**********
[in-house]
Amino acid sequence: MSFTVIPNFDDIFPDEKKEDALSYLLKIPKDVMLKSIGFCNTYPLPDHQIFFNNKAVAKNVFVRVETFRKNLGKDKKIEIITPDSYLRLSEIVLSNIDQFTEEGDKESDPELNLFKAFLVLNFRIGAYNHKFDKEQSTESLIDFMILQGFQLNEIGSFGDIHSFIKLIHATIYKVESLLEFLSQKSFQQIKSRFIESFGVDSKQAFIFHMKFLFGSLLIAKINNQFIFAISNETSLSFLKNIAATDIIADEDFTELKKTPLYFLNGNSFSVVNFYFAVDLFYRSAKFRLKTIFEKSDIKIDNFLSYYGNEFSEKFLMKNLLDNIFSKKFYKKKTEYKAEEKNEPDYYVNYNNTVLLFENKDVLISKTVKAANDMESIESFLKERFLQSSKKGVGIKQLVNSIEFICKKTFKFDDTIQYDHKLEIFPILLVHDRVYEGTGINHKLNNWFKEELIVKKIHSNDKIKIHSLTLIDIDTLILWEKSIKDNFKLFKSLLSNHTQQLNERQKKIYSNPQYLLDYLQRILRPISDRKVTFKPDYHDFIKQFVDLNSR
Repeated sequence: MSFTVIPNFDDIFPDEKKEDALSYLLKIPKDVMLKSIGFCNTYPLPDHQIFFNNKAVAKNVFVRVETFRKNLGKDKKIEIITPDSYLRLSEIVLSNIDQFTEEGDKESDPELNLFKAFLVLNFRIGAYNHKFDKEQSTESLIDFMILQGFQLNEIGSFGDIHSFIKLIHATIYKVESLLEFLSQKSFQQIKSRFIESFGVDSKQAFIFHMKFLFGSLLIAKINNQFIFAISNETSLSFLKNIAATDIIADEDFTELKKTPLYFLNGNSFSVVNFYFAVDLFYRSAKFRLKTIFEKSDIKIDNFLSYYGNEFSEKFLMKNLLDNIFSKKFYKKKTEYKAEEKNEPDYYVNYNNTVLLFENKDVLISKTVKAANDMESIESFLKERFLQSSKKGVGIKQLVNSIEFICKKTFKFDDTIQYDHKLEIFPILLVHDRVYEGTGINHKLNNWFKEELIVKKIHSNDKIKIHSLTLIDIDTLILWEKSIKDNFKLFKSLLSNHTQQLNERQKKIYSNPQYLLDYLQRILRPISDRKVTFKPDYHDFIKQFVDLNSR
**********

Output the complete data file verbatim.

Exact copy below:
[in-house]
Amino acid sequence: MSFTVIPNFDDIFPDEKKEDALSYLLKIPKDVMLKSIGFCNTYPLPDHQIFFNNKAVAKNVFVRVETFRKNLGKDKKIEIITPDSYLRLSEIVLSNIDQFTEEGDKESDPELNLFKAFLVLNFRIGAYNHKFDKEQSTESLIDFMILQGFQLNEIGSFGDIHSFIKLIHATIYKVESLLEFLSQKSFQQIKSRFIESFGVDSKQAFIFHMKFLFGSLLIAKINNQFIFAISNETSLSFLKNIAATDIIADEDFTELKKTPLYFLNGNSFSVVNFYFAVDLFYRSAKFRLKTIFEKSDIKIDNFLSYYGNEFSEKFLMKNLLDNIFSKKFYKKKTEYKAEEKNEPDYYVNYNNTVLLFENKDVLISKTVKAANDMESIESFLKERFLQSSKKGVGIKQLVNSIEFICKKTFKFDDTIQYDHKLEIFPILLVHDRVYEGTGINHKLNNWFKEELIVKKIHSNDKIKIHSLTLIDIDTLILWEKSIKDNFKLFKSLLSNHTQQLNERQKKIYSNPQYLLDYLQRILRPISDRKVTFKPDYHDFIKQFVDLNSR
Repeated sequence: MSFTVIPNFDDIFPDEKKEDALSYLLKIPKDVMLKSIGFCNTYPLPDHQIFFNNKAVAKNVFVRVETFRKNLGKDKKIEIITPDSYLRLSEIVLSNIDQFTEEGDKESDPELNLFKAFLVLNFRIGAYNHKFDKEQSTESLIDFMILQGFQLNEIGSFGDIHSFIKLIHATIYKVESLLEFLSQKSFQQIKSRFIESFGVDSKQAFIFHMKFLFGSLLIAKINNQFIFAISNETSLSFLKNIAATDIIADEDFTELKKTPLYFLNGNSFSVVNFYFAVDLFYRSAKFRLKTIFEKSDIKIDNFLSYYGNEFSEKFLMKNLLDNIFSKKFYKKKTEYKAEEKNEPDYYVNYNNTVLLFENKDVLISKTVKAANDMESIESFLKERFLQSSKKGVGIKQLVNSIEFICKKTFKFDDTIQYDHKLEIFPILLVHDRVYEGTGINHKLNNWFKEELIVKKIHSNDKIKIHSLTLIDIDTLILWEKSIKDNFKLFKSLLSNHTQQLNERQKKIYSNPQYLLDYLQRILRPISDRKVTFKPDYHDFIKQFVDLNSR